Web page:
The Brisbane Cricket Ground, commonly known as ‘The Gabba’, is one of the city of Brisbane’s major icons. The Gabba is named after the suburb of Woolloongabba, where it is located, just 1 kilometre from the Brisbane city centre.
Over the years, The Gabba has hosted cricket, athletics, Australian Rules Football, baseball, cycling, Rugby League, Rugby Union, soccer and pony and greyhound races, along with being the stage for many international concerts. The Gabba is home to the Brisbane Lions Australian Football League team; the Queensland Cricket Association; and the Queensland Bulls state cricket team.
The first cricket match was held on the site in 1896 - an historic match between Members of Parliament and the press. Since then, many cricketing legends have been created here. The first Test Cricket match at The Gabba was played between Australia and South Africa in 1931. The Gabba was also the first Australian venue to host an International Twenty20 cricket match in 2006.
Today, the 42,000 seat stadium almost resembles a mini Melbourne Cricket Ground, complete with light towers and a large modern grandstand encircling the ground. Unrestricted views of the oval playing surface from all areas have made it a perfect venue for hosting international sporting and entertainment events. The Gabba usually hosts the first Test Cricket match of the season each November, in addition to a number of international one-day cricket matches, usually held in January. It was also the venue for the opening match of the historic 2013 British and Irish Lions Australia Tour.
Australian Rules football was played at The Gabba from as early as 1905.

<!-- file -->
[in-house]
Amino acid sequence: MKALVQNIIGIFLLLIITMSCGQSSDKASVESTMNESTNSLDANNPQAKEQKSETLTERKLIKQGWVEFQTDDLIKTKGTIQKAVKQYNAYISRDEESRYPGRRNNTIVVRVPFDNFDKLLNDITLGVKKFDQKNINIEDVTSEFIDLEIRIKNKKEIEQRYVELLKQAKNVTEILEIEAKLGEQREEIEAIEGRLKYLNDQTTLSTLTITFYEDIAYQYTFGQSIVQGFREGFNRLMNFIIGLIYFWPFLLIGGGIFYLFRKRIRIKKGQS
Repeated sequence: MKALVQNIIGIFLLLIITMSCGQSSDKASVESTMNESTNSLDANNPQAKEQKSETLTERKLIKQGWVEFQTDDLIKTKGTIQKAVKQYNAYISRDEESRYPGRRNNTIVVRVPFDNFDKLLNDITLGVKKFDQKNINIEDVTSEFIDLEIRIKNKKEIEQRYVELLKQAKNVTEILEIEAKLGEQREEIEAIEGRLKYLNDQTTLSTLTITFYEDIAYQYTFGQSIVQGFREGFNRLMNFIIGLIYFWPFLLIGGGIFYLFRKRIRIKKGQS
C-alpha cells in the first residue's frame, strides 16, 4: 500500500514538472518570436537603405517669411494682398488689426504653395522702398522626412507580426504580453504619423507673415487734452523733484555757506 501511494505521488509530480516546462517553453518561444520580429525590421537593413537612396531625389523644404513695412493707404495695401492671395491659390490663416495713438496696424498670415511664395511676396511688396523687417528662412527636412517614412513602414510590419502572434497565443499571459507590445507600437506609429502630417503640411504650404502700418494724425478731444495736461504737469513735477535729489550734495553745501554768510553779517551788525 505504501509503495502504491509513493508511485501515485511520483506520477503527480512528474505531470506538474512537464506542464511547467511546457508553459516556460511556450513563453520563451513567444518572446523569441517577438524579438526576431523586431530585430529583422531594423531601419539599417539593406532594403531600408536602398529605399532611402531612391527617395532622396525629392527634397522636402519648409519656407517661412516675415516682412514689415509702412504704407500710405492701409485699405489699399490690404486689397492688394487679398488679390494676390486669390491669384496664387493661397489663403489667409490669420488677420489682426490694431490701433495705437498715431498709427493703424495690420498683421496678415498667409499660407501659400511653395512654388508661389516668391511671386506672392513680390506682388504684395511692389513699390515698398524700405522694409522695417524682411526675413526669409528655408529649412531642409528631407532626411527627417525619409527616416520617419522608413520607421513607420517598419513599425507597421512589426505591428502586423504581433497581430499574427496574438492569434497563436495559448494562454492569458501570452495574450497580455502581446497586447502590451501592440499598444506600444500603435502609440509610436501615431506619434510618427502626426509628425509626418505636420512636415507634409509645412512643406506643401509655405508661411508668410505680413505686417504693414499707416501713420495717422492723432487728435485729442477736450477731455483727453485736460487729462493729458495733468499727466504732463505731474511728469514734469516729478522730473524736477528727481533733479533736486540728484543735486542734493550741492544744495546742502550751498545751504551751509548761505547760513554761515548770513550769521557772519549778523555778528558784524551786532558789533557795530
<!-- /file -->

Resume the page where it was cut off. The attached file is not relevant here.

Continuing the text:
During the 1950s and 1960s The Gabba hosted soccer matches for English first division clubs including Blackpool FC, Everton FC and Manchester United. The Chinese and South African national teams have also played at the ground.
The first Rugby League Test match was played at the Gabba in 1909 between Australia and New Zealand. The largest crowd attendance ever at the Gabba was for a Rugby League Test Match between Australia and Great Britain in 1954, when more than 47,000 people packed the arena. The Gabba has also hosted six Rugby Union Test matches.
A team of dedicated volunteers regularly conduct tours of the Gabba. These behind the scenes tours will give you a first-hand look at the areas usually off limits to the general public. Check in advance for tour schedules; and bookings are essential.
One of the best ways to get a local’s view of the city is with the Brisbane Greeters service, part of the Global Greeters Network, which began in New York in 1992. These free two-hour tours will help you discover Brisbane with a local.
Public transport is one of the easiest ways to get to the Gabba; or it’s an easy walk from the Brisbane city centre. South Bank train station is the closest railway station. There are also regular bus services. On days when major events are held, additional shuttle bus services run from various locations throughout Brisbane.